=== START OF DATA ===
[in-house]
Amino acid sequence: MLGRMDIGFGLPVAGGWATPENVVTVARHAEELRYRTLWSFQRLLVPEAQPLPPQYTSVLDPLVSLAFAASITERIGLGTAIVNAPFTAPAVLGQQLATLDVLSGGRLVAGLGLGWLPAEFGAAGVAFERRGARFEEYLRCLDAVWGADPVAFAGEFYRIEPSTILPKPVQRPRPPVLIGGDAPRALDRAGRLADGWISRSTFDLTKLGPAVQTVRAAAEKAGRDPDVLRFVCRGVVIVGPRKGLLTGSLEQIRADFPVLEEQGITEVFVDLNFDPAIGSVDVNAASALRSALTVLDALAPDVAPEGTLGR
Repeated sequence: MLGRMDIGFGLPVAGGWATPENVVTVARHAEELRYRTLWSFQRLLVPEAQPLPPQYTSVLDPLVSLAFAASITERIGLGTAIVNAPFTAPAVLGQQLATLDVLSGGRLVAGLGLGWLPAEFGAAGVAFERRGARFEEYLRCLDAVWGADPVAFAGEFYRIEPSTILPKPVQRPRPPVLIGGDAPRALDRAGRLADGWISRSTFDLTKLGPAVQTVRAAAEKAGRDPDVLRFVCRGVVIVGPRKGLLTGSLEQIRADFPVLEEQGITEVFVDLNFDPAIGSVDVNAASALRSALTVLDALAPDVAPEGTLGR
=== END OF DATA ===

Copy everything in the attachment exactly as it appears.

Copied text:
[in-house]
Amino acid sequence: MLGRMDIGFGLPVAGGWATPENVVTVARHAEELRYRTLWSFQRLLVPEAQPLPPQYTSVLDPLVSLAFAASITERIGLGTAIVNAPFTAPAVLGQQLATLDVLSGGRLVAGLGLGWLPAEFGAAGVAFERRGARFEEYLRCLDAVWGADPVAFAGEFYRIEPSTILPKPVQRPRPPVLIGGDAPRALDRAGRLADGWISRSTFDLTKLGPAVQTVRAAAEKAGRDPDVLRFVCRGVVIVGPRKGLLTGSLEQIRADFPVLEEQGITEVFVDLNFDPAIGSVDVNAASALRSALTVLDALAPDVAPEGTLGR
Repeated sequence: MLGRMDIGFGLPVAGGWATPENVVTVARHAEELRYRTLWSFQRLLVPEAQPLPPQYTSVLDPLVSLAFAASITERIGLGTAIVNAPFTAPAVLGQQLATLDVLSGGRLVAGLGLGWLPAEFGAAGVAFERRGARFEEYLRCLDAVWGADPVAFAGEFYRIEPSTILPKPVQRPRPPVLIGGDAPRALDRAGRLADGWISRSTFDLTKLGPAVQTVRAAAEKAGRDPDVLRFVCRGVVIVGPRKGLLTGSLEQIRADFPVLEEQGITEVFVDLNFDPAIGSVDVNAASALRSALTVLDALAPDVAPEGTLGR